Grade A cheesy 1960's-style weirdness.
The horror genre, almost more than any other, is replete with schlocky Grade-Z crap designed to part the consumer from its hard-earned cash, and sometimes flicks of that nature can be a lot of goofball fun. One such example is FRANKENSTEIN MEETS THE SPACE MONSTER. It looks and feels like something an eight-year-old would have dreamed up, had they the resources at their disposal with which ti realize it, only after a short while it begins to feel like it's being viewed while in the grip of a high fever.
Say it ain't so!
The plot, such as it is, involves Martians showing up in Puerto Rico in order to kidnap Earth females in the wake of all but one of their own women dying out due to an atomic war.
Them gaw-damn Martians...Stealin' our wimmin...
It's stuff we've seen eleventy-jillion times before, only this time the aliens are kinda/sorta challenged by Col. Frank Saunders (Robert Reilly), a human-looking android astronaut whose brain and the left side if his face are damaged when his spacecraft crash-lands in Puerto Rico.
Our Frankenstein, ladies and gentlemen.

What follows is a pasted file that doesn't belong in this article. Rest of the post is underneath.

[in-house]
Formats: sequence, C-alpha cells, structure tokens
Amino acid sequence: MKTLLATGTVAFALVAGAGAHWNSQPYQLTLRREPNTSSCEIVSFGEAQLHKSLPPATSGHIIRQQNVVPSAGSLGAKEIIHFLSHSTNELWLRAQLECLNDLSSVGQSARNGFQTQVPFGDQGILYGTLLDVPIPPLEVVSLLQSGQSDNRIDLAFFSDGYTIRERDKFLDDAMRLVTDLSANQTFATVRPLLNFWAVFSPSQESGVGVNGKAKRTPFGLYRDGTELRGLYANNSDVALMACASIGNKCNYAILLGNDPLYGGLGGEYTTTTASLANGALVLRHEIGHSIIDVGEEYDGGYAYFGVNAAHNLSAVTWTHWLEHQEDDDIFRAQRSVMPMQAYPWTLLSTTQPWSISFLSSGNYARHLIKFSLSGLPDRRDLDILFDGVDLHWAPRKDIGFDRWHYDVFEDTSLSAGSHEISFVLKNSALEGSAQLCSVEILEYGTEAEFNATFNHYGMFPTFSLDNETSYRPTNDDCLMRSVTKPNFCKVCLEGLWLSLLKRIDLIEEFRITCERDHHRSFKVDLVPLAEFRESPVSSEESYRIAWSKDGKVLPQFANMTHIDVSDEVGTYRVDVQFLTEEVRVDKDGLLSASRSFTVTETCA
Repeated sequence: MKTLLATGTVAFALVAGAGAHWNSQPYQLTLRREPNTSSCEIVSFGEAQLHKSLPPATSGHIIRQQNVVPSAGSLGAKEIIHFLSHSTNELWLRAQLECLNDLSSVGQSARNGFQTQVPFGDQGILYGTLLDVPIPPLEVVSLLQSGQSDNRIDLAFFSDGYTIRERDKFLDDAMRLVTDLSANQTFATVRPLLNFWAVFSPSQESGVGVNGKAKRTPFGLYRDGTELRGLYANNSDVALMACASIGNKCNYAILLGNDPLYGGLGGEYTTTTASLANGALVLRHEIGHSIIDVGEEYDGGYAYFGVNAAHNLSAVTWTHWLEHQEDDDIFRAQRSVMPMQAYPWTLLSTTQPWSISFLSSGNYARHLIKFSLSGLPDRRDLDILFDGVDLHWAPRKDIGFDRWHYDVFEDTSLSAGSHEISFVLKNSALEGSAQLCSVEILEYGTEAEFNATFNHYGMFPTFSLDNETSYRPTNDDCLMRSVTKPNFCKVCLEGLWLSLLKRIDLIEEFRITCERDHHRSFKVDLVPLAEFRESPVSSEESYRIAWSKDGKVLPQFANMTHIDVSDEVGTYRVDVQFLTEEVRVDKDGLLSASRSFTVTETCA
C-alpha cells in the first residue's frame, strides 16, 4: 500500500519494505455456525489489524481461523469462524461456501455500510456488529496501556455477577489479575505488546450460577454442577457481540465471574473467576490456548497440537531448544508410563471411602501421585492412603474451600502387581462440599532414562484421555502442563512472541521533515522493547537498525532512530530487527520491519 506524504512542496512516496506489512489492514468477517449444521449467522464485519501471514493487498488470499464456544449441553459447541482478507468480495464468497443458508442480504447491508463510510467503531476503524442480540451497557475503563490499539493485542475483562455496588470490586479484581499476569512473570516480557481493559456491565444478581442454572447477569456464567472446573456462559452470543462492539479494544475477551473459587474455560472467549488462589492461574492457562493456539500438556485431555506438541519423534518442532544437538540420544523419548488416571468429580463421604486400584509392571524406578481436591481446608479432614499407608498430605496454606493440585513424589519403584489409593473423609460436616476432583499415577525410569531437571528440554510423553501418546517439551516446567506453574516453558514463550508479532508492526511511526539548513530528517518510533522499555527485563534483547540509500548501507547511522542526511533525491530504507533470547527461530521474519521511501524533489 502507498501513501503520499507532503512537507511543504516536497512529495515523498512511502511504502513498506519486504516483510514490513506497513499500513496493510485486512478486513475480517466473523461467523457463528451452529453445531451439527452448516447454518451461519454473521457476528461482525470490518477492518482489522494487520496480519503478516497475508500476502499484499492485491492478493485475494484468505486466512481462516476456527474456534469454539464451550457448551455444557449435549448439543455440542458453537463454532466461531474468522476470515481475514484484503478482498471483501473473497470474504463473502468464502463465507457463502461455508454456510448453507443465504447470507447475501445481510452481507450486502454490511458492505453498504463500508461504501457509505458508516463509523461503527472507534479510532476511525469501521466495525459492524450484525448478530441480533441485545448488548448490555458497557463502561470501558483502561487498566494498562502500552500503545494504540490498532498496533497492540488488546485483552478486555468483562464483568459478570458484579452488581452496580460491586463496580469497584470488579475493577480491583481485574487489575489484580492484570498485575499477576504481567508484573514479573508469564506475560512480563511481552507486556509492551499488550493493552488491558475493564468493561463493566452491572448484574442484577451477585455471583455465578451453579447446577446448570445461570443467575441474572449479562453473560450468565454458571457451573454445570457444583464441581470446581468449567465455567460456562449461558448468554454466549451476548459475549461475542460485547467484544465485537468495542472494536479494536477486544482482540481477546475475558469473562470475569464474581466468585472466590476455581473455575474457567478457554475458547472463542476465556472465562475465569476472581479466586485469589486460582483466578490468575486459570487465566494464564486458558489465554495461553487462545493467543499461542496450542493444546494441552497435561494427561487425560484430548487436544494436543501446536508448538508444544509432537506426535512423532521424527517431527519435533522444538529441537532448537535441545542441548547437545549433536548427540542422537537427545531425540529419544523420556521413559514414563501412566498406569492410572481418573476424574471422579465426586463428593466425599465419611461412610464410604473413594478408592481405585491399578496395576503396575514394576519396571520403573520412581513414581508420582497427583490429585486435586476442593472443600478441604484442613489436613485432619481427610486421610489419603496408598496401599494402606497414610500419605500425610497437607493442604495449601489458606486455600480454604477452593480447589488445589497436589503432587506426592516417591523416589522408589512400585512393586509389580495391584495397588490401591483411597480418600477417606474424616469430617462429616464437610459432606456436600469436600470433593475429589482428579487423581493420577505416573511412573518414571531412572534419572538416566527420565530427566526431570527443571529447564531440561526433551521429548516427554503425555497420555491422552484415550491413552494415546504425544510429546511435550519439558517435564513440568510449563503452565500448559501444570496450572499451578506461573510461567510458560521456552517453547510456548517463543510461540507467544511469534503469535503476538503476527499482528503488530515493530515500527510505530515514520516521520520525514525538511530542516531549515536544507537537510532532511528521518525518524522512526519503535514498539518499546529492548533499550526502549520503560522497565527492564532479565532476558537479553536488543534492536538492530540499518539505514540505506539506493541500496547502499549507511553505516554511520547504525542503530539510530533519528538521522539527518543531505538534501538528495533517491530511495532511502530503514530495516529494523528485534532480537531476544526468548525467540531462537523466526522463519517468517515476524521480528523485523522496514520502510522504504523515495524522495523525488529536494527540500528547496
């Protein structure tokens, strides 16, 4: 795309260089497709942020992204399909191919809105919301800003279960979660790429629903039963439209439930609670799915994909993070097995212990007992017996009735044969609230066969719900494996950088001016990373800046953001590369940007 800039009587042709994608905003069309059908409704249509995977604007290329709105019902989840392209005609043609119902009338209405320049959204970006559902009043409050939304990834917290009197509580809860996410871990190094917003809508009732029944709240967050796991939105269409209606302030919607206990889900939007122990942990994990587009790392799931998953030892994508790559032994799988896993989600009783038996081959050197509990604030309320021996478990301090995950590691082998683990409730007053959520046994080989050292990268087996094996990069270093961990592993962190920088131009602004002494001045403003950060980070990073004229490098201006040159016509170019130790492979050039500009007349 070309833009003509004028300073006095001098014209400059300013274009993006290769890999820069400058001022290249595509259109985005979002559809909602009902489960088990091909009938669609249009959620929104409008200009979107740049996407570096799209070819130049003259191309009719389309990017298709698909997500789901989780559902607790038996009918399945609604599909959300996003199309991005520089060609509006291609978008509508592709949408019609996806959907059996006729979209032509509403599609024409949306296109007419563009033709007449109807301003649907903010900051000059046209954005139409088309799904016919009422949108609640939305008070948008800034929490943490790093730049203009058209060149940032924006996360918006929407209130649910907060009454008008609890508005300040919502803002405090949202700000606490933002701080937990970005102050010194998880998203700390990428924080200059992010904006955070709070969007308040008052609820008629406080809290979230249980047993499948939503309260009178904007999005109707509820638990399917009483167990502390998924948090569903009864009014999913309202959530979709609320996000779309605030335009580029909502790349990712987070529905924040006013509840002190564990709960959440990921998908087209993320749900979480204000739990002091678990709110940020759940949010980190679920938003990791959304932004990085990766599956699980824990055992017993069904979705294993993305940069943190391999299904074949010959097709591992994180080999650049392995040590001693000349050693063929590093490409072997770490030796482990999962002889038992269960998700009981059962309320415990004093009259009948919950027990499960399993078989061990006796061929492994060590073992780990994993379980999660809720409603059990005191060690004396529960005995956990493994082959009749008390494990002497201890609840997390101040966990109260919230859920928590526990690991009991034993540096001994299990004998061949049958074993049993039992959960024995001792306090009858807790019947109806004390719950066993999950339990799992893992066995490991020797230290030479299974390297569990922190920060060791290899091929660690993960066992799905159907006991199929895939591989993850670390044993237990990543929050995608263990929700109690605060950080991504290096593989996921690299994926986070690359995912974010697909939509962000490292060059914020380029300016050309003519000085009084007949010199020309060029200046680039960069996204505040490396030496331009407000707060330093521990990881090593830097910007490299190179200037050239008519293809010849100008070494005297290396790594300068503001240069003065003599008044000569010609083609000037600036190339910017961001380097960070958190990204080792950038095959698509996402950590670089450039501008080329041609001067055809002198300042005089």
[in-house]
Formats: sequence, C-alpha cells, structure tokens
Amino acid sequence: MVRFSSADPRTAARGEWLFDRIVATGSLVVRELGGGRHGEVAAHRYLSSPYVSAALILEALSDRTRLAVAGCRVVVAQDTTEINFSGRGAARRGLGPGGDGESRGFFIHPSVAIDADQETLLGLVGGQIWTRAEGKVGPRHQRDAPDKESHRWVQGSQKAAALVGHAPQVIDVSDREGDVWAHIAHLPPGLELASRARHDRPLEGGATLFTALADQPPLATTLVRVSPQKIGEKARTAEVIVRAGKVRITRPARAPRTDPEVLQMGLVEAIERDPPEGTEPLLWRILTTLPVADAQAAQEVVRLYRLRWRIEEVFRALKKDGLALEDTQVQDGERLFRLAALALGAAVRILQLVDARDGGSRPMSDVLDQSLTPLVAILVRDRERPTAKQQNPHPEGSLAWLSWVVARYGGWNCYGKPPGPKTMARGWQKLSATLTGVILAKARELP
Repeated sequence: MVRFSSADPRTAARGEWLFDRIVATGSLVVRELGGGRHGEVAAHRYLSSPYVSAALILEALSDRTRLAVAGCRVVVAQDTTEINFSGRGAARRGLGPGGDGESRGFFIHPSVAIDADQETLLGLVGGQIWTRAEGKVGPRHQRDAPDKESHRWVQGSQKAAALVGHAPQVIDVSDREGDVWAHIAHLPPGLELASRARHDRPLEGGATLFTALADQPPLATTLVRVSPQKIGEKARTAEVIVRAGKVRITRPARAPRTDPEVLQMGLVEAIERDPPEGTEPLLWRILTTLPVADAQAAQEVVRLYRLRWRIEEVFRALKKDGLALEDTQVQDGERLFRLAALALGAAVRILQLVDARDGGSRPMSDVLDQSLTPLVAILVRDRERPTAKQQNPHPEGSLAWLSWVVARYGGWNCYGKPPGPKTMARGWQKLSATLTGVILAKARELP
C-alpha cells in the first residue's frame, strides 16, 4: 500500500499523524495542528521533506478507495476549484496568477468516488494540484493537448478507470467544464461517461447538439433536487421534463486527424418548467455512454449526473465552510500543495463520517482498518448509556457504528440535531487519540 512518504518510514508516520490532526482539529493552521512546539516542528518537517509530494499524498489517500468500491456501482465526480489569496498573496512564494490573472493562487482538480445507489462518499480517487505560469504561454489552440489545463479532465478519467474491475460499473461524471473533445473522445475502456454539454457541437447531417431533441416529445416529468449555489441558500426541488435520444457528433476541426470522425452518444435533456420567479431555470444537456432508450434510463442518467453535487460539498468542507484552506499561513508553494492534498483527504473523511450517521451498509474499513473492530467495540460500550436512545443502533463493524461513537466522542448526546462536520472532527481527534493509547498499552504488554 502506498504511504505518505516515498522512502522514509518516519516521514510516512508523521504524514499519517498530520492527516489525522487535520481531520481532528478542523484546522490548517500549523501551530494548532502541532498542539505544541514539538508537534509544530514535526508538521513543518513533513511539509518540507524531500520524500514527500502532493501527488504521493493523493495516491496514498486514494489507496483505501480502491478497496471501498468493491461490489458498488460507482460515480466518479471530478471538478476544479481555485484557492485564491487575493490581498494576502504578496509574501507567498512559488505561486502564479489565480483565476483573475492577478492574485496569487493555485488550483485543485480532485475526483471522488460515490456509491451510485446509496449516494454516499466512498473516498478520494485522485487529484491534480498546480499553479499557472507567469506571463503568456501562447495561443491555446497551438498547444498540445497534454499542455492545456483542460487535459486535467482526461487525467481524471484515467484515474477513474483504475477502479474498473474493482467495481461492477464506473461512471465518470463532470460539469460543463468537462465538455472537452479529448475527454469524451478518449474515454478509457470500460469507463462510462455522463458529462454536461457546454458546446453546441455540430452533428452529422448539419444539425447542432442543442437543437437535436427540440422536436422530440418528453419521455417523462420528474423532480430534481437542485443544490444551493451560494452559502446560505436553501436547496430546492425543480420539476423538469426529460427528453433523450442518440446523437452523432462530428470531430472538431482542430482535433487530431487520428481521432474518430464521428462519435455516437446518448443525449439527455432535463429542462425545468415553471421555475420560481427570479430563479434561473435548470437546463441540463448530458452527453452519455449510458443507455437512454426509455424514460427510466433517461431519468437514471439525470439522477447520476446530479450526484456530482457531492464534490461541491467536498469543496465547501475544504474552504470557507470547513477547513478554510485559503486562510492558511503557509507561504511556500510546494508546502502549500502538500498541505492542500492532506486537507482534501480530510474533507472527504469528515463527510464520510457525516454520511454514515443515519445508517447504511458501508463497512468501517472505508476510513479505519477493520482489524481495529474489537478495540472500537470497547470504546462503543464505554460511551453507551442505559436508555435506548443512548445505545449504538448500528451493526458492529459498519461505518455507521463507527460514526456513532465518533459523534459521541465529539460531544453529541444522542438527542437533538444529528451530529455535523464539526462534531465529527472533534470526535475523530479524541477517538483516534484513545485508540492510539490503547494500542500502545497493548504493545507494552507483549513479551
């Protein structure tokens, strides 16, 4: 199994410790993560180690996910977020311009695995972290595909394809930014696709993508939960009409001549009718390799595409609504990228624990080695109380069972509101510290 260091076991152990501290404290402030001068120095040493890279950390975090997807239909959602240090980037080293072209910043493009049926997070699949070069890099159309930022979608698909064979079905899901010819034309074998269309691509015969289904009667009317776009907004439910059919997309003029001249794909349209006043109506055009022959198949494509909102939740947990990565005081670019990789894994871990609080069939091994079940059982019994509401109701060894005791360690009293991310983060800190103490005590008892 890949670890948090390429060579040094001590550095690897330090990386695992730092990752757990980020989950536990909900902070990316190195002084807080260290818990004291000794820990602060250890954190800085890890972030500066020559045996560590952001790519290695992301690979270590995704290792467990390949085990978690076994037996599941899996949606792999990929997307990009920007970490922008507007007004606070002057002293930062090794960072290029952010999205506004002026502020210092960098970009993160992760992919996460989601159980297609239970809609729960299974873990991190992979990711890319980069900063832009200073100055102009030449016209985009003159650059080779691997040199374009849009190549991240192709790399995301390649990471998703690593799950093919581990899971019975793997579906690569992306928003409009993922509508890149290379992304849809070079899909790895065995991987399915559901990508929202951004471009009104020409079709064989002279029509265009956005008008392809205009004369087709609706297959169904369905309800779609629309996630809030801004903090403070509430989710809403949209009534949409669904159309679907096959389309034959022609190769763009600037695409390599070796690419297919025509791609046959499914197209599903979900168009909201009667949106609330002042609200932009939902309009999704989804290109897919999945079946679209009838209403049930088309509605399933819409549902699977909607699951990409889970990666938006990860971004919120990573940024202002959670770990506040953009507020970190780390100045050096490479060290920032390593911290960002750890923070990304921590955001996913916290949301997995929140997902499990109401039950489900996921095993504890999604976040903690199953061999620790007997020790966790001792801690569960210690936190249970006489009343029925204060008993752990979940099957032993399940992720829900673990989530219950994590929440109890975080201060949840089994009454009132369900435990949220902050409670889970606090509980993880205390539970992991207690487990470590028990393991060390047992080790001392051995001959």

Now a monster on the (meager) rampage, Frank eventually runs into the alien abductors, kicks their asses, frees the nearly-nekkid chicks, battles Mull, the titular atomic mutation from Mars, and then heroically sacrifices himself when blowing up the Martians' flying saucer. THE END.
The extraterrestrial fabulousness of Dr. Nadir (Lou Cutell, later known as Amazing Larry in PEE-WEE'S BIG ADVENTURE).
Bringing to mind a more competently-made answer to PLAN 9 FROM OUTER SPACE (1959), this film bears no suspense, scares, or even gore, but what it does have is that certain mid-1060's "camp' flavor that just simply happens and is mostly impossible to pre-plan or replicate. And while horny Martians making off with bikini-clad Puerto Ricans with (sort of) Frankenstein thrown into the mix is goofy enough, the film goes that extra mile by including the Martian leader's right-hand man, Dr. Nadir, as played to fey perfection by Lou Cutell, who would later turn up in Tim Burton's debut feature, PEE-WEE'S BIG ADVENTURE (1985), as the briefly-seen but unforgettable Amazing Larry.
Yeah. FRANKENSTEIN MEETS THE SPACE MONSTER is as bizarre a departure from the expected Frankensteinian tropes as FRANKENSTEIN CONQUERS THE WORLD (1965) was (though neither as good not as entertaining), but it's a fun way to pass seventy-nine minutes, provided one has a well-packed bong and a few six-packs close at hand.
Poster from the theatrical release.